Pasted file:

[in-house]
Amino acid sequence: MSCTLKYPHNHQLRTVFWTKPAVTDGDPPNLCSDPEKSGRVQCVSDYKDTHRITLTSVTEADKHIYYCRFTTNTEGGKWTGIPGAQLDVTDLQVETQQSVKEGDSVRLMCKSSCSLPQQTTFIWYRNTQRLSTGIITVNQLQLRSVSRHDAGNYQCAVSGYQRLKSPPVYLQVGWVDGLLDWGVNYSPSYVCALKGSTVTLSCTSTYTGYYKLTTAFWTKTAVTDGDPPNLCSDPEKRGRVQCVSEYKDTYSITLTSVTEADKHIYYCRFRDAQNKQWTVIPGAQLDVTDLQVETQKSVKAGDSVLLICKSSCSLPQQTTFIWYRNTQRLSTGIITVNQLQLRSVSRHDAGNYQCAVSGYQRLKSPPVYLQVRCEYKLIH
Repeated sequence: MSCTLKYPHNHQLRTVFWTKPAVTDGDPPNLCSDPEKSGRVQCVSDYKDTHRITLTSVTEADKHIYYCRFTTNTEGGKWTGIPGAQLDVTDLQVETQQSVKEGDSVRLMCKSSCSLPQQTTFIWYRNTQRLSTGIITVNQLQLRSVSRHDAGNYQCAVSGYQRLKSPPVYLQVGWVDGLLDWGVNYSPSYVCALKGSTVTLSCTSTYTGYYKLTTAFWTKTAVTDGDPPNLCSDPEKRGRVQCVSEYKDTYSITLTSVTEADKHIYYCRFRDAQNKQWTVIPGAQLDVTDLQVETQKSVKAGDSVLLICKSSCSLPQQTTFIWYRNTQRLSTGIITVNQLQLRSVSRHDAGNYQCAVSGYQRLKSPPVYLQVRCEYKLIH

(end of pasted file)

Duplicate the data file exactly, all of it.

[in-house]
Amino acid sequence: MSCTLKYPHNHQLRTVFWTKPAVTDGDPPNLCSDPEKSGRVQCVSDYKDTHRITLTSVTEADKHIYYCRFTTNTEGGKWTGIPGAQLDVTDLQVETQQSVKEGDSVRLMCKSSCSLPQQTTFIWYRNTQRLSTGIITVNQLQLRSVSRHDAGNYQCAVSGYQRLKSPPVYLQVGWVDGLLDWGVNYSPSYVCALKGSTVTLSCTSTYTGYYKLTTAFWTKTAVTDGDPPNLCSDPEKRGRVQCVSEYKDTYSITLTSVTEADKHIYYCRFRDAQNKQWTVIPGAQLDVTDLQVETQKSVKAGDSVLLICKSSCSLPQQTTFIWYRNTQRLSTGIITVNQLQLRSVSRHDAGNYQCAVSGYQRLKSPPVYLQVRCEYKLIH
Repeated sequence: MSCTLKYPHNHQLRTVFWTKPAVTDGDPPNLCSDPEKSGRVQCVSDYKDTHRITLTSVTEADKHIYYCRFTTNTEGGKWTGIPGAQLDVTDLQVETQQSVKEGDSVRLMCKSSCSLPQQTTFIWYRNTQRLSTGIITVNQLQLRSVSRHDAGNYQCAVSGYQRLKSPPVYLQVGWVDGLLDWGVNYSPSYVCALKGSTVTLSCTSTYTGYYKLTTAFWTKTAVTDGDPPNLCSDPEKRGRVQCVSEYKDTYSITLTSVTEADKHIYYCRFRDAQNKQWTVIPGAQLDVTDLQVETQKSVKAGDSVLLICKSSCSLPQQTTFIWYRNTQRLSTGIITVNQLQLRSVSRHDAGNYQCAVSGYQRLKSPPVYLQVRCEYKLIH